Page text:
Health Care in Retirement – What Does it Really Cost?

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When working through retirement planning with clients, one of the questions we hear most often is “What will health care costs be in retirement”?

The short overview will attempt to summarize a very complex topic, provide some perspective as to the maximum and typical costs, and relieve concerns that health care costs have the potential for catastrophic impact on the overall financial position if proper insurance is maintained.

While some individuals have healthcare benefits from a former employer or other entity, this overview assumes that you do not have any of these options. If you are eligible for a company sponsored plan that offers lower cost benefits in retirement, it is often best to continue with that plan.

Healthcare Costs Before Age 65

If you retire prior to age 65, you will need to purchase a health coverage policy through a private providers, or if eligible, through one of the state-sponsored or federal healthcare insurance providers (“Obamacare”). Since there is a very low maximum income requirement to participate in any of the federal exchange programs, this article focuses on the cost of private insurance.

Private insurance costs will vary based on services and level of coverage provided, deductibles, and other factors, but generally consumers can focus on a few key items to get a basic understanding of the total anticipated cost of health care:

  • Premiums – This is the amount you will have to pay each month for the insurance coverage.
  • Deductible – This is the annual amount that you must pay before insurance begins to pay for coverage. If the annual deductible is $5,000, then you may be responsible for up to the first $5,000 of deductible expenses (Co-pays). You may still be required to cover additional Co-Insurance expenses after the annual deductible has been satisfied until you reach the Maximum annual out-of-pocket.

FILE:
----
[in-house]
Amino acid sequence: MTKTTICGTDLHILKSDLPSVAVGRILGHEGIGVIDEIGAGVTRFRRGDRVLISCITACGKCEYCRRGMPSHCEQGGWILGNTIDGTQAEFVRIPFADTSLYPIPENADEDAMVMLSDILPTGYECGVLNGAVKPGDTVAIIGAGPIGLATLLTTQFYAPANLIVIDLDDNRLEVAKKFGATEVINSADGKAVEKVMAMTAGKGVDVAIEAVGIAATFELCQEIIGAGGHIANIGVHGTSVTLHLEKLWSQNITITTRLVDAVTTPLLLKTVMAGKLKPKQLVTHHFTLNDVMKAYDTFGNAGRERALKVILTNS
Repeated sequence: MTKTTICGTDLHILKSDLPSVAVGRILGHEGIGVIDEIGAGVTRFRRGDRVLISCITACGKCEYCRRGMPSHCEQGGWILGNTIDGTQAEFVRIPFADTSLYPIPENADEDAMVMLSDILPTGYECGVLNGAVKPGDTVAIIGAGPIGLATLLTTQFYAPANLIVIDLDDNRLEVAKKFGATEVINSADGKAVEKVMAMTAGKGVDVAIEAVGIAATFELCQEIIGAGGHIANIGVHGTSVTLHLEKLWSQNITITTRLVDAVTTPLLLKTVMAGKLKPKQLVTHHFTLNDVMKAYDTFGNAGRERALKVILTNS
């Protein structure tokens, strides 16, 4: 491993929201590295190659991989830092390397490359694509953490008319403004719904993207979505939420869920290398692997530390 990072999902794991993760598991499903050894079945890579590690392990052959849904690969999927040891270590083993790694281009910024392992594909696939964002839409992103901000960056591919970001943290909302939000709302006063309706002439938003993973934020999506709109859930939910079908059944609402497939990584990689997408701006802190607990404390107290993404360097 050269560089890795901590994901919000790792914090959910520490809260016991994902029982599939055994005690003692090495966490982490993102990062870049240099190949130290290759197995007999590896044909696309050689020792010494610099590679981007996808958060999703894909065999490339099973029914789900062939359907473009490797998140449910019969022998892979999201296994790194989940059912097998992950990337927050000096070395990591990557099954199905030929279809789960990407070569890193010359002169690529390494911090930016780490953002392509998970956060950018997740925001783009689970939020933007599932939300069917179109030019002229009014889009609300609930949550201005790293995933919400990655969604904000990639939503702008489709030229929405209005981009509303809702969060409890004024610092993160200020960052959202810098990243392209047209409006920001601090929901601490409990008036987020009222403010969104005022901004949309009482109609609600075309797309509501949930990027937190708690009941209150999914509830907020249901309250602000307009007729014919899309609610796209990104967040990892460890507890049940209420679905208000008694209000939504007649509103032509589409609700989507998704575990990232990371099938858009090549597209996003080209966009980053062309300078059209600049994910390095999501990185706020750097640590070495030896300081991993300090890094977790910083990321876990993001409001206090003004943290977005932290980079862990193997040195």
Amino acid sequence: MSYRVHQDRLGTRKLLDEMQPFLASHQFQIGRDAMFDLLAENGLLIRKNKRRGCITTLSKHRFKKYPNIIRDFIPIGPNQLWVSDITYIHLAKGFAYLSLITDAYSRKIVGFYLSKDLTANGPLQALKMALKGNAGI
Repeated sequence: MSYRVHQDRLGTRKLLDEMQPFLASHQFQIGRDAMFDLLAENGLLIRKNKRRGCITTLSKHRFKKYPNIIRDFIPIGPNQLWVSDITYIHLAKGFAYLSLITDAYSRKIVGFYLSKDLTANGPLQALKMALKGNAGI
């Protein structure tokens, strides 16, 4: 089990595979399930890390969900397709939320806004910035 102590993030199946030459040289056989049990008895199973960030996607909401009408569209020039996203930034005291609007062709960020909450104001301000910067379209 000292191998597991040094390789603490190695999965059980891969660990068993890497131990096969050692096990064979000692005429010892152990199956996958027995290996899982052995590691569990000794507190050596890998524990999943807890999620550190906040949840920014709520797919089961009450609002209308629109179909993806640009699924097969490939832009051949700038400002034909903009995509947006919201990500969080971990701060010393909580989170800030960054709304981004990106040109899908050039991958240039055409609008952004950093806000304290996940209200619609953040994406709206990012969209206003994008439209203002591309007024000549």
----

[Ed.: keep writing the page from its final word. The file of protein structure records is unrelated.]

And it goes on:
• Co-Pay – This is the payment you may have to make for each visit to a physician, hospital, or Emergency Room. Due to the high cost of care at the ER, Co-pays may be significantly higher for those visits.
  • Co-Insurance – Until your annual Maximum out-of-pocket is met, along with an office visit Co-pay, you may also be responsible for a percentage of the actual cost of care (10% – 60%, depending on the plan), even for in-network care.
  • Maximum annual out-of-pocket – This is the most important number to understand. This represents the maximum total that you may have to pay each year for health care including deductibles, co-pays, and co-insurance. Once this amount is reached, which under federal guidelines for 2015 cannot exceed $6,600 per year per person ($12,600 for a family of 2 or more) you will have no additional health care costs for treatment within the network.
  • In network/out of network – In most plans you will see a difference between in-network and out of network costs. “In-network” is an contracted provider of care for the plan. If you have reached the maximum annual out-of-pocket amount you will have no additional personal expense if the care is done by the providers approved by the insurance plan. For this reason, it is important to understand what is included “in-network” for any given plan.

For planning purposes, we anticipate that the maximum annual cost of health care for a couple per year until age 65 to be no greater than $27,500 per year. However, our planning software that uses actual client data estimates the actual cost per couple at $17,500 per year.

Healthcare Costs After Age 65